This is a topic that has been long overdue to be discussed because literally, anyone with a blog seems to get away with calling themselves a source of trusted medical information. This certainly isn’t the case, and the reasoning behind this should be obvious. Alas, it isn’t, but that isn’t the fault of the public.
Only those involved in the sciences have a visceral understanding of what qualifies as trusted information within a field because only they contend with the rigors necessary to become a trusted piece of information, or a trusted source thereof. For example, researchers and engineers have found medical grade plastic as extremely safe for the manufacturing of medical devices.
So, today we’re going to describe exactly what makes any sort of scientific information trusted, and medical information is very much scientific. We will also point out some red flags that will make it easy for you to very quickly determine when something is a load of nonsense, as well.
Before we do so, though, we want to point out that we don’t wish to tread on your personal beliefs. While, spoilers, one of the red flags is the involvement of any sort of faith or mysticism, this does not mean that we expect you to extricate this from your lives. We ask only that you prioritize science when it comes to your health, with any sort of faith or belief following thereafter, and complying with the science.
In the sciences, any sort of publication, statement, or theory only receives credence within the community when it is properly peer-reviewed.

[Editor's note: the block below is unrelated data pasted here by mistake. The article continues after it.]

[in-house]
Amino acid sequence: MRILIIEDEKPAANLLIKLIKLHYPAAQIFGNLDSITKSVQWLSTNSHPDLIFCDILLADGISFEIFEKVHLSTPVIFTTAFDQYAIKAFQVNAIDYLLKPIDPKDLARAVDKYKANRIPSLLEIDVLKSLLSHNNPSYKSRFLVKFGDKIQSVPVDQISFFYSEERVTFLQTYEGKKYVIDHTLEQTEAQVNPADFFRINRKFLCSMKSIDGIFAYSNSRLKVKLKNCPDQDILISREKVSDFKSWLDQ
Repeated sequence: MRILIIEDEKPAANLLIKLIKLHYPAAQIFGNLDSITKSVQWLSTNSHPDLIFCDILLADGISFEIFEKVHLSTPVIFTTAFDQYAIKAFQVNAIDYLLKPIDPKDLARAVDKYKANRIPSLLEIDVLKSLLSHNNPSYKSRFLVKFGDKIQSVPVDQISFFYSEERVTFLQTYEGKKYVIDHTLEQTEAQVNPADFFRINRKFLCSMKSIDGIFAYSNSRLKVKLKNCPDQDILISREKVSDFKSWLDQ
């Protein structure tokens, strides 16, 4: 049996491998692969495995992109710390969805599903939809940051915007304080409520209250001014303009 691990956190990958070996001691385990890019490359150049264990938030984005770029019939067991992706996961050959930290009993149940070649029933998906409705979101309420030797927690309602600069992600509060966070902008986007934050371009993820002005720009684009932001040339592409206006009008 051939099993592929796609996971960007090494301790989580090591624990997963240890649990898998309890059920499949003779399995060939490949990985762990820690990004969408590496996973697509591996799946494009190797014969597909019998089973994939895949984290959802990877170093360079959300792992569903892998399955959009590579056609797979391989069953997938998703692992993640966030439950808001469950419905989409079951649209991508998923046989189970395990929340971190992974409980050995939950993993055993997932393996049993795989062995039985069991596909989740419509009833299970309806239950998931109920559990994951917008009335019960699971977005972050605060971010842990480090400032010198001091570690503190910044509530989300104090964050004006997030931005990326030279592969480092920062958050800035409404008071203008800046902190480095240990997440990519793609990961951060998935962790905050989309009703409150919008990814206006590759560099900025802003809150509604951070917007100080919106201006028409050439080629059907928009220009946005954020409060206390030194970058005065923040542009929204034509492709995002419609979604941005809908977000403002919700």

In other words, colleagues and peers of the individual in question must read what they say, and cite any objections or contradictions that they feel need to be addressed regarding what is said. If it has not withstood the litmus test that is peer-reviewed, then it is not yet valid.
When it comes to trusted medical information, it is very easy to spot or-reviewed information by the entities that sign off on said information.
The FDA, various respected medical institutions within the developed world, etc. need to sign off on either a blog as a whole, an individual writing the blog, or a particular publication. When it comes to a supplement, drug or other pharmacological concern, clinical trials should be cited, very transparently, before you trust them.
So, let’s talk about some red flags that will indicate when it’s just a blogger who fancies themselves a fitness/medical expert when they really aren’t.
Any time that they prioritize ancient, herbalist, or otherwise holistic medications, while entirely vilifying pharmaceuticals, that’s a definite red flag.
Whenever they cite that the ancient world knew more about medicine than the modern world, that is also very much a red flag. If they clearly have a vested interest in selling a supplement, that is a tremendous red flag.
If the page about the author does not cite them as a professional within the field they are discussing, with a significant pedigree that is a red flag.
Finally, if the comments on the blog or website, by trusted medical professionals, contradict or largely criticize what is said, is better to listen to the ones criticizing, because chances are, the information itself is no good.
Only go with trusted medical information when making any kind of decision about medication, supplement, or any kind of change to your diet/fitness routine. Blindly the following advice isn’t just foolish, it’s potentially deadly!